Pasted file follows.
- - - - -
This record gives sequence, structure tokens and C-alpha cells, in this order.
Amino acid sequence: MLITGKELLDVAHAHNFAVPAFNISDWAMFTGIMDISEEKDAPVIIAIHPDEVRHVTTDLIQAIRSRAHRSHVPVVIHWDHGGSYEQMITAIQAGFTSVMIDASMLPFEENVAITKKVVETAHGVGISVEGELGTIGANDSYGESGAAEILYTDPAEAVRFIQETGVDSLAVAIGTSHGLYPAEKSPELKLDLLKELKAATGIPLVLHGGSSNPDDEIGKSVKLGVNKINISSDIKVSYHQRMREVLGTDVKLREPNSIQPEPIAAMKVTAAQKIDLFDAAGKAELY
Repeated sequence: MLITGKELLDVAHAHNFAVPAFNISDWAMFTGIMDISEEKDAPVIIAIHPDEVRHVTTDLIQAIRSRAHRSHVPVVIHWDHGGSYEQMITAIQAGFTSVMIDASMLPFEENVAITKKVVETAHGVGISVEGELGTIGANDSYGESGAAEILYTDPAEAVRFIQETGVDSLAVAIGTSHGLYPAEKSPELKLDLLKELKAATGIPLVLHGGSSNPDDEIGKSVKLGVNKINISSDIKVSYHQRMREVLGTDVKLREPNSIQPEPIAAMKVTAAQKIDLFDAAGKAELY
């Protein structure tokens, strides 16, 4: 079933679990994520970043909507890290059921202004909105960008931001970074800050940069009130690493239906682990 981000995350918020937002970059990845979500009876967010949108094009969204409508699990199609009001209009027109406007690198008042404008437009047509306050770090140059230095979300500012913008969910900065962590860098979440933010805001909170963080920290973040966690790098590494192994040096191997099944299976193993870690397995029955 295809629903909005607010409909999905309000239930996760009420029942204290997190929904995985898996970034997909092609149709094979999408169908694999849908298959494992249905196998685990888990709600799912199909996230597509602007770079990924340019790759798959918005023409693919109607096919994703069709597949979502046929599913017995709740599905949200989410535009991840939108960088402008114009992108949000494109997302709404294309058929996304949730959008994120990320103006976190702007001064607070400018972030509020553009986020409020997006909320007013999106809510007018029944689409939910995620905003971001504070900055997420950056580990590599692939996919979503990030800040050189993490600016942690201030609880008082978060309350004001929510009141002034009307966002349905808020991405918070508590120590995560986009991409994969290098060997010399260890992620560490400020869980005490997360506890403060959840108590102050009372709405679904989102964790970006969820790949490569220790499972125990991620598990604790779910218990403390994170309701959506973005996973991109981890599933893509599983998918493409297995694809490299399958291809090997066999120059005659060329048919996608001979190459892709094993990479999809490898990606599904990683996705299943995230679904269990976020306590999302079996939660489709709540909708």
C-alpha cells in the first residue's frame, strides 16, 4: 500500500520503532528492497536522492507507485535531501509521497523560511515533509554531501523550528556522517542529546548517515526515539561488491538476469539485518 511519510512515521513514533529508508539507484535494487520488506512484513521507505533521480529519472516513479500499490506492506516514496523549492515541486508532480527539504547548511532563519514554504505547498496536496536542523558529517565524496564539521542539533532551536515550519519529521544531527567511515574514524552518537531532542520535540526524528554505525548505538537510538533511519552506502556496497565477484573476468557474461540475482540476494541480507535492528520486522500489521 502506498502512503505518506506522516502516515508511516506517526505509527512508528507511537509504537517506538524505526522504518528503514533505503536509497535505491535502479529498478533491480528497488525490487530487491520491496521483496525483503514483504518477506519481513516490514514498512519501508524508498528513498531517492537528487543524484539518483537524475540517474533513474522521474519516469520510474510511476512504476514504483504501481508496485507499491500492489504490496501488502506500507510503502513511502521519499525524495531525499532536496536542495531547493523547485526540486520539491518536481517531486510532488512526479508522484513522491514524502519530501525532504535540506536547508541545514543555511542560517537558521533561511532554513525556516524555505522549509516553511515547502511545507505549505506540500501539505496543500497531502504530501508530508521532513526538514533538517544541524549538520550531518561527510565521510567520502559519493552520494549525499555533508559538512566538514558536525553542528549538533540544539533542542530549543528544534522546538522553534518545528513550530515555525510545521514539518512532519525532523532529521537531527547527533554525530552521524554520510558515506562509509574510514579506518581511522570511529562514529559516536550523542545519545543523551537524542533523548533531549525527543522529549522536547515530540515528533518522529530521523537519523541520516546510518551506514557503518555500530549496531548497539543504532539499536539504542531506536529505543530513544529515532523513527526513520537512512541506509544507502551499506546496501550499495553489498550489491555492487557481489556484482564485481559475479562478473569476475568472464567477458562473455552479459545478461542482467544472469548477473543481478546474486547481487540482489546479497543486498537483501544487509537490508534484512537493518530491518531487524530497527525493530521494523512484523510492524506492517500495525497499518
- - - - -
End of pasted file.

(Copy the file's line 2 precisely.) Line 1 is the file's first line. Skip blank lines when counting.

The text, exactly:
Amino acid sequence: MLITGKELLDVAHAHNFAVPAFNISDWAMFTGIMDISEEKDAPVIIAIHPDEVRHVTTDLIQAIRSRAHRSHVPVVIHWDHGGSYEQMITAIQAGFTSVMIDASMLPFEENVAITKKVVETAHGVGISVEGELGTIGANDSYGESGAAEILYTDPAEAVRFIQETGVDSLAVAIGTSHGLYPAEKSPELKLDLLKELKAATGIPLVLHGGSSNPDDEIGKSVKLGVNKINISSDIKVSYHQRMREVLGTDVKLREPNSIQPEPIAAMKVTAAQKIDLFDAAGKAELY